Donald Trump foments hope in the exercise of his emotional freedom.
Dear America, if I read one more article about the Danger of Political Emotions in an election season (I mean you, Paul Krugman), I might take my own life. If I do that and fail, will the state bring me up on charges the way it’s considering to do for Chelsea Manning, whose recent suicide attempt might be prosecuted? The prospect of the state’s intensification of punishment in response to the reported suicide attempt has been widely reported.
If x had an ounce of decency, x would deliver justice. Such bad math, so emotional. But politics is always emotional. It is a scene where structural antagonisms — genuinely conflicting interests — are described in rhetoric that intensifies fantasy.
Here is the thesis of this piece, which is about the contemporary United States. People would like to feel free. They would like the world to have a generous cushion for all their aggression and inclination. They would like there to be a general plane of okayness governing social relations. It is hard for some to see that the “generous cushion for aggression” might conflict with the “general plane of okayness.”
When I listen to Donald Trump, I think he’s not wrong about some things, especially the awful neoliberal-Clintonian trade deals and bank deregulation that sold out the working class in the US because of a muddled idea that any wealth at all is a general social benefit. But Donald Trump is our current best exhibit of two other pretty solid truths about politics, thinking, and feeling.
One is: A Good Account of a Problem Predicts Absolutely Nothing About the Value of a Solution.
I am a professor. I have read three decades of essays that set up problems beautifully and then fall apart in the what is to be done section. Sanders and Trump inflamed their audiences with searing critiques of Capitalism’s unfairness. Then what? Then Trump’s response to what he has genuinely seen is, analytically speaking, word salad. Trump is sound and fury and garble. Yet — and this is key — the noise in his message increases the apparent value of what’s clear about it. The ways he’s right seem more powerful, somehow, in relief against the ways he’s blabbing. Plus, apart from rebooting capitalism, nobody in mainstream politics is that visionary about what to do, because everyone has to be patriotic toward capitalism, since that’s come to stand for freedom.
Two: the second thing about Trump is that Trump is free.
You watch him calculating, yet not seeming to care about the consequences of what he says, and you listen to his supporters enjoying the feel of his freedom. See the brilliant interviews on Samantha Bee’s Full Frontal, where RNC conventioneers say, over and over: We’re for Trump because he’s not politically correct, PC has harmed America, and you think, people feel so unfree.
Let’s sit with that.
For some people in the liberal tradition, the equal distribution of suffering has come to look like democracy, which is why they are so excited by the phrase “the 1%.” The rich are not suffering! It’s not fair! Everyone should be equally vulnerable!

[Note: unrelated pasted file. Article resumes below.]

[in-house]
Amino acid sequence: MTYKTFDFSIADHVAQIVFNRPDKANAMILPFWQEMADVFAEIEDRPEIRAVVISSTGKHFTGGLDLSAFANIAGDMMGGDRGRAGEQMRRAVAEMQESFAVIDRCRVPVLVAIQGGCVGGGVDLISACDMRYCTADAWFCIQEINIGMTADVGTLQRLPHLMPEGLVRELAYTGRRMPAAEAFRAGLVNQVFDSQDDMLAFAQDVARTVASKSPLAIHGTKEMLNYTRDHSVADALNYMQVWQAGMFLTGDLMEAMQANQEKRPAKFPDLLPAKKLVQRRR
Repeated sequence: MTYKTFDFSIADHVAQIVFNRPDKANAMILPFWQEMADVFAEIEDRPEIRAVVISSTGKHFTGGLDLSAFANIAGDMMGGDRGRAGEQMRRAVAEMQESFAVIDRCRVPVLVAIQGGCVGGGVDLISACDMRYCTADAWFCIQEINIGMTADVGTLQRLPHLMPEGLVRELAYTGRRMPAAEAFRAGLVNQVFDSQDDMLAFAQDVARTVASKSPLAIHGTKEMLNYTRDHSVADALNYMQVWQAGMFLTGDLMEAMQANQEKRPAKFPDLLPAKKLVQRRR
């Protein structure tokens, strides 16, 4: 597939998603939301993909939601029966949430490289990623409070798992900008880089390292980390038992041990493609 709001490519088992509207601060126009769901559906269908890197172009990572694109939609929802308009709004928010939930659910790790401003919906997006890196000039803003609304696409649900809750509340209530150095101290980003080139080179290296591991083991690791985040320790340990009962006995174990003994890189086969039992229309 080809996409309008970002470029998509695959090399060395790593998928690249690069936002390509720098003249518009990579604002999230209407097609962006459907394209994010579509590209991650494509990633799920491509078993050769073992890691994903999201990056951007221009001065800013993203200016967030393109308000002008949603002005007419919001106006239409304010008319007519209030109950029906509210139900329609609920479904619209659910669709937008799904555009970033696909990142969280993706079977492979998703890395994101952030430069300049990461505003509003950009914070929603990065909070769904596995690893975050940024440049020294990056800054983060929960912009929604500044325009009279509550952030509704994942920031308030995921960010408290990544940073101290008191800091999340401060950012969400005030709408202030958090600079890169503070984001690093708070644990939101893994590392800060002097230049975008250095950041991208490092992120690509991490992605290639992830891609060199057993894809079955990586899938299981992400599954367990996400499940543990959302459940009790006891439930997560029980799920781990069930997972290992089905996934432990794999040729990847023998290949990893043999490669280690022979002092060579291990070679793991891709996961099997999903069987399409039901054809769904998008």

But Trump’s people don’t use suffering as a metric of virtue. They want fairness of a sort, but mainly they seek freedom from shame. Civil rights and feminism aren’t just about the law after all, they are about manners, and emotions too: those “interest groups” get right in there and reject what feels like people’s spontaneous, ingrained responses. People get shamed, or lose their jobs, for example, when they’re just having a little fun making fun. Anti-PC means “I feel unfree.”
The Trump Emotion Machine is delivering feeling ok, acting free. Being ok with one’s internal noise, and saying it, and demanding that it matter. Internal Noise Matters. The reason white people can be so reactively literal-minded about Black Lives Matter, reeling off the other “lives” that matter too, isn’t only racism. It’s that in capitalism, in liberal society, in many personal relationships, they feel used like tools, or ignored, or made to feel small, like gnats. They feel that they don’t matter, and they’re not wrong.
They’re saying, I want to matter. They’re saying I want my friends, my group, to matter. Who matters? Why should group x matter more, or first, or get more attention? It’s hard for the formerly optimistic and unmarked whites to feel right about other people mattering before they do, because they didn’t know that their freedom was bought on the backs of other people’s exploitation and exile from protection by the law.
To summarize: where the mainstream is concerned, all politics is emotional because all politics is sentimental, attaching people to dreams of a better good life through the law’s good heart. The nation was supposed to deliver justice but that’s not working out too well, so we switched to “the nation saves hope, without hope there’s no hope, etc.” Donald Trump foments hope in the exercise of his emotional freedom. The Democratic party fomented hope at its convention by borrowing from the maternalist playbook of the 19th century (my mother! my daughter! our children!) and the liberation theology of universal love with a policy obligation that we identify with a defanged version of Dr. Martin Luther King. Donald Trump loves too, you know: he says it all the time. I think he means it, if love means mutual idealization. The Democrats under Clinton have hope and love: not fairness. The reboot of the New Deal lost, this time, to Google Democracy: try to do no evil, and protect the profits.
Anyway, one party’s message is radical and incoherent, and the other’s, the Democrat’s, is moderate-conservative and traditional. All the messages are emotional.